Walk down the aisles of any grocery store and you’re likely to find a variety of hot cocoa mixes.
That may never have happened if 101-year-old Charles Sanna, hadn’t joined the family dairy business started by his father and brothers.
Sanna, a UW-Madison mechanical engineering graduate and Madison resident for much of his life, is credited with creating the first instant hot cocoa mix in the 1960s while working with his brothers and father running the family business, Sanna Dairies in Menomonie.
Using first his five children and then elementary school students as taste-testers, Sanna perfected the recipe in his kitchen for what is now known as Swiss Miss hot cocoa mix.
Its predecessor, Brown Miss — named for a breed of cow — was similar to Swiss Miss and sold commercially to airlines and restaurants. Airline passengers and employees enjoyed it so much they would pilfer supplies because they couldn’t get it anywhere else, Sanna said.
“Business started going down because the product was quite expensive and people were taking it home,” he said, which prompted airlines to stop purchasing it. “So the sales to the airlines were falling and so we saw that as an opportunity.”
To make the mix more appropriate for retail sale, Sanna said Brown Miss’ butter fat was removed so it wouldn’t spoil while it sat on store shelves.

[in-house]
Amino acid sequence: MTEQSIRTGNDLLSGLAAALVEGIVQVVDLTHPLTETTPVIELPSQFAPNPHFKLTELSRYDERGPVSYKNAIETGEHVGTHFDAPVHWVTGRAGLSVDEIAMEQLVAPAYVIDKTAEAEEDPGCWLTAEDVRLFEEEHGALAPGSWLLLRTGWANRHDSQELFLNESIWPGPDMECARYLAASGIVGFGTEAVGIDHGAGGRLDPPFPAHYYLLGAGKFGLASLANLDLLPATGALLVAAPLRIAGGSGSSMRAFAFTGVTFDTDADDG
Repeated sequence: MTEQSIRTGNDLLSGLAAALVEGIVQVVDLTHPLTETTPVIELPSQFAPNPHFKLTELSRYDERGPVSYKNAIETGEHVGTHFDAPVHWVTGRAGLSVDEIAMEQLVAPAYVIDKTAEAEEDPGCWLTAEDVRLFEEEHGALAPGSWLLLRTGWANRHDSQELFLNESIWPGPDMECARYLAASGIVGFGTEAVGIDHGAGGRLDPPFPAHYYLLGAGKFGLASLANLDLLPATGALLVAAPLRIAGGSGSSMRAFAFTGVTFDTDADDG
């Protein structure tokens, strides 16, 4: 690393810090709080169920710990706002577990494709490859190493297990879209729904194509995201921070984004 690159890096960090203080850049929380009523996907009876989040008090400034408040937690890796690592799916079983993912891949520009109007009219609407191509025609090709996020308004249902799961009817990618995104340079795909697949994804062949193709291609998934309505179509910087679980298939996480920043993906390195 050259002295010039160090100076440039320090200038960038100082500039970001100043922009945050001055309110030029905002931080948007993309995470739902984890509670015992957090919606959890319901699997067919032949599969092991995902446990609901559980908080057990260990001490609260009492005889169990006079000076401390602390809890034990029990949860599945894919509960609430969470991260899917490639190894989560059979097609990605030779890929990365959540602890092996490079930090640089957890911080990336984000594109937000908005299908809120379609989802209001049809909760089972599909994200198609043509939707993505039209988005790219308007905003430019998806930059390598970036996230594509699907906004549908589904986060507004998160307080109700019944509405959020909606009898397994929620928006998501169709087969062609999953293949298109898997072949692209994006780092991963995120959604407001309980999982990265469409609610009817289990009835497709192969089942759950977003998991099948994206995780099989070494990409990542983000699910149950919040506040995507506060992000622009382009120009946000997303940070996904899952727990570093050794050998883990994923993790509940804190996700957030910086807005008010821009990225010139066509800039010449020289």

He said his brother Tony gave the new product its Swiss Miss name.
“So we started grocery sales ... and it sold very readily,” Sanna said, adding that he believes the quality and flavor of Swiss Miss — now owned by Conagra — has decreased over the years.
While Sanna Dairies was most well-known for Swiss Miss, the company also created Sanalac, which was the first instant dry milk on the market. It can still be purchased today.
Swiss Miss hot cocoa mix and pudding is still made in Menomonie.
Creating a grocery story category wasn’t Sanna’s only accomplishment. He also served as a Navy officer in World War II repairing, building and maintaining submarines, wrote a children’s book at age 89 and raised his children with wife Peggy.
In 1964, he moved with his family to Madison, where he had lived for a time during his youth.
In retirement, Sanna has played golf, though not recently, and has closely monitored politics and the stock market.
Now, when you go into a grocery store there’s a whole area dedicated to hot cocoa mixes. How does it feel to have been responsible to have started the whole thing?
It nice to know that you’ve done something that will carry on.
Did your kids like the hot cocoa mix?
Well, you kept drinking it until you didn’t like it.
Do you still drink Swiss Miss?
Yes, but as the ingredient cost has risen, they’ve had to cut the quality and the price goes up.
What do you think people liked about Swiss Miss so much?
It was a good combination of ingredients — and it was instant. It mixed right away in water or milk. ... It was excellent.
So you’ve been retired for many years, can you tell me some of the things you’ve done and enjoyed in retirement, other than writing a children’s book?
I deal in the stock market. ... If I didn’t have that I wouldn’t know what to do.
Can you tell me how you and Peggy met?
She had seen me in church ... and I saw her in the officer’s club and when I saw her I said to myself, “I’m going to marry that girl.” And I did and we’ve been married for 73 years.
What’s the key to a long marriage?
Understanding of one another.